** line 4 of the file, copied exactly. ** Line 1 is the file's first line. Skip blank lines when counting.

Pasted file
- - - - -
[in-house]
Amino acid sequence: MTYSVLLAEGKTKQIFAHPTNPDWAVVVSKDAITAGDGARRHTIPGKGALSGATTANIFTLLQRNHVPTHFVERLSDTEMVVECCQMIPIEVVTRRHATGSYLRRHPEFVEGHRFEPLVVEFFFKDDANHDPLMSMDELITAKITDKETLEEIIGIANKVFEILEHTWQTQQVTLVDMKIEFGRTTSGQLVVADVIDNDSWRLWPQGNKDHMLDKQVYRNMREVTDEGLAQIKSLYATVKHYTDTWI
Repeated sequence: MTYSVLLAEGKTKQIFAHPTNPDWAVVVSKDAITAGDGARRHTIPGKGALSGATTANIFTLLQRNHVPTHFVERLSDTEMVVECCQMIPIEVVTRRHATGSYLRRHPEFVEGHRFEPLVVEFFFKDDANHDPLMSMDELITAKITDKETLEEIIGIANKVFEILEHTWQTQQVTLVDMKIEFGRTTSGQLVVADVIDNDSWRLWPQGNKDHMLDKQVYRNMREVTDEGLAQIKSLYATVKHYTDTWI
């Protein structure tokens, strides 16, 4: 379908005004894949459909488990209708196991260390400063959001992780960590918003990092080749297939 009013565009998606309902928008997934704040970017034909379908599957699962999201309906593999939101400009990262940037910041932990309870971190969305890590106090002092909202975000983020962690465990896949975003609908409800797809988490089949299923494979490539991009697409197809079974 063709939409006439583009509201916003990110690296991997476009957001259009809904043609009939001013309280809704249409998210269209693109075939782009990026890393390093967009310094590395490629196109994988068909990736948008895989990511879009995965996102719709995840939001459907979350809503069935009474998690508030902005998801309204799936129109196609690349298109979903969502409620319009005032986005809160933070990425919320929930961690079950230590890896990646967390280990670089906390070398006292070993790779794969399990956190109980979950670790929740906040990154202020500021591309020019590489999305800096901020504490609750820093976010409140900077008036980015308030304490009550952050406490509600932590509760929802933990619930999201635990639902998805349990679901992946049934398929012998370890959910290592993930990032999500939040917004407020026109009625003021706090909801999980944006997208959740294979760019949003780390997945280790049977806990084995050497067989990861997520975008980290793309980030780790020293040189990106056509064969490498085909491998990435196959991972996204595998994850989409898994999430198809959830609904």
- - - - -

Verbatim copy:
């Protein structure tokens, strides 16, 4: 379908005004894949459909488990209708196991260390400063959001992780960590918003990092080749297939 009013565009998606309902928008997934704040970017034909379908599957699962999201309906593999939101400009990262940037910041932990309870971190969305890590106090002092909202975000983020962690465990896949975003609908409800797809988490089949299923494979490539991009697409197809079974 063709939409006439583009509201916003990110690296991997476009957001259009809904043609009939001013309280809704249409998210269209693109075939782009990026890393390093967009310094590395490629196109994988068909990736948008895989990511879009995965996102719709995840939001459907979350809503069935009474998690508030902005998801309204799936129109196609690349298109979903969502409620319009005032986005809160933070990425919320929930961690079950230590890896990646967390280990670089906390070398006292070993790779794969399990956190109980979950670790929740906040990154202020500021591309020019590489999305800096901020504490609750820093976010409140900077008036980015308030304490009550952050406490509600932590509760929802933990619930999201635990639902998805349990679901992946049934398929012998370890959910290592993930990032999500939040917004407020026109009625003021706090909801999980944006997208959740294979760019949003780390997945280790049977806990084995050497067989990861997520975008980290793309980030780790020293040189990106056509064969490498085909491998990435196959991972996204595998994850989409898994999430198809959830609904």